You want to talk about bravery? This is a pretty good example.
Lake Highlands is a residential section of northeastern Dallas. The Lake Highlands high school valedictorian this year is a young woman named Paxton Smith. Like just about every high school valedictorian, Smith was tasked with writing a commencement speech to be delivered to her graduating class. So she wrote one about the role media plays in the development of young minds. And it was doubtlessly pretty good, receiving the stamp of approval from the school administration.
But it was not the one she delivered last weekend, in front of her teachers and classmates.
She couldn’t stop thinking about the “heartbeat bill” that Gov. Greg Abbott had signed into law last month. The law prohibits abortions as early as six weeks, before many women know they are pregnant, and it matters not if the pregnancy results from incest or rape. Abortion rights activists say it is the most restrictive law in the country. It will go into effect in September.
The more Smith thought about it, the more she was drawn to the conclusion that there was nothing more important that she could address with her time at the microphone.
After discussing the issue with her parents, she stepped up to the lectern with an alternative speech written and tucked away. And when the time came, that was the speech she gave. She knew she’d be nervous, so she practiced it over and over. She and other students had been warned that if they deviated from their prepared speeches, the microphone would be cut off. As you can see in the video, she was a bit nervous.
The full text of Smith’s speech:
As we leave high school we need to make our voices heard. Today, I was going to get up here and talk to you about TV and media and content because it’s something that is very important to me. However, in light of recent events, it feels wrong to talk about anything but what is currently affecting me and millions of other women in this state.
Recently the heartbeat bill was passed in Texas. Starting in September, there will be a ban on abortions that take place after six weeks of pregnancy, regardless of whether the pregnancy was a result of rape or incest. Six weeks. That’s all women get. Most don’t even realize that they’re pregnant by six weeks. And so, before they have a chance to decide if they are emotionally, physically, and financially stable enough to carry out a full-term pregnancy, before they have the chance to decide if they can take on the responsibility of bringing another human being into the world, that decision is made for them by a stranger. A decision that will affect the rest of their lives is made by a stranger.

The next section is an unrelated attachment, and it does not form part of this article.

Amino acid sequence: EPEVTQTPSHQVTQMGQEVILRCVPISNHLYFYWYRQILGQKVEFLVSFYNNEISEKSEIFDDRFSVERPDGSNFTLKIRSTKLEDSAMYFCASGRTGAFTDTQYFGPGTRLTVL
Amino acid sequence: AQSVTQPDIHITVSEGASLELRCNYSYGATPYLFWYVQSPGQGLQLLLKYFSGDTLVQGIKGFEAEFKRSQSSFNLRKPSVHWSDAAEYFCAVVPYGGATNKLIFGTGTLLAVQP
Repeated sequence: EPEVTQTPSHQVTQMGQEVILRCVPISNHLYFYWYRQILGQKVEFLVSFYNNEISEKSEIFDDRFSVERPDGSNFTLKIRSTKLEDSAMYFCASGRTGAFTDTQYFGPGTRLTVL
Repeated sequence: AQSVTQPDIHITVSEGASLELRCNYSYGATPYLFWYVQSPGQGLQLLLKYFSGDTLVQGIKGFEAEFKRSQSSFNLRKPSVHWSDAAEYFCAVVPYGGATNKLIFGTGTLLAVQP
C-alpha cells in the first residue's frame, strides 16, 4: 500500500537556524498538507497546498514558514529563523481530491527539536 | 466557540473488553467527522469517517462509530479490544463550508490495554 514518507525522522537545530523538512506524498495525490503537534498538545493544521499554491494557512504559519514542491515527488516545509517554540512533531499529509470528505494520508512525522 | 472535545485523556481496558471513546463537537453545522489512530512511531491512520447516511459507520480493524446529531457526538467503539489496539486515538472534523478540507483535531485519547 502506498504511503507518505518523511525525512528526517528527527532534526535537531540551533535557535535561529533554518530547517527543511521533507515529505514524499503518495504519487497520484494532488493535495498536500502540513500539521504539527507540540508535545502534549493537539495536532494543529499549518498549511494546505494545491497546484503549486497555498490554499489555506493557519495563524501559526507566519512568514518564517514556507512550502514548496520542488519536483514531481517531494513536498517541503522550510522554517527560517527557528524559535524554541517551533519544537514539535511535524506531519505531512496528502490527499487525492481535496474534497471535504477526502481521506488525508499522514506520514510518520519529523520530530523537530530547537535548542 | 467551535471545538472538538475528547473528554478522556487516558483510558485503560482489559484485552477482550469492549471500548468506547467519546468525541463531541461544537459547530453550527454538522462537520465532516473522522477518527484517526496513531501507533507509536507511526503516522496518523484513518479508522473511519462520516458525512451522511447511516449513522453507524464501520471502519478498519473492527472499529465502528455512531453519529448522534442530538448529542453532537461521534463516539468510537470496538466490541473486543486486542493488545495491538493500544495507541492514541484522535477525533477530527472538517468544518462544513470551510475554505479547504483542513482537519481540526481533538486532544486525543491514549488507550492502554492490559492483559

I have dreams, and hopes, and ambitions. Every girl graduating today does, and we have spent our entire lives working towards our future, and without our input and without our consent, our control over that future has been stripped away from us. I am terrified that if my contraceptives fail, I am terrified that if I’m raped, then my hopes and aspirations and dreams and efforts for my future will no longer matter. I hope that you can feel how gut-wrenching it is, I hope that you can feel how dehumanizing it is, to have the autonomy over your own body taken from you.
And I’m talking about this today, on a day as important as this, on a day honoring twelve years of hard academic work, on a day where we’re all brought together, on a day where you will be the most inclined to hear a voice like mine, a woman’s voice, to tell you that this is a problem. And it’s a problem that can’t wait. And I cannot give this platform to promote complacency and peace, when there is a war on my body and a war on my rights. A war on the rights of your mothers, a war on the rights of your sisters, a war on the rights of your daughters.
We cannot stay silent.
As you might expect, the school administration was a bit flustered. As reported by the Lake Highlands Advocate, officials stressed that Smith’s speech was not the one scheduled to be delivered, that it did not represent the endorsement or position of the district, and, they assured parents, in the future, they’d be reviewing their policies and protocols about valedictory speeches.
Meanwhile, Smith is headed to college, at University of Texas in Austin. According to the Advocate article, her parents couldn’t be prouder.
They’re not the only ones.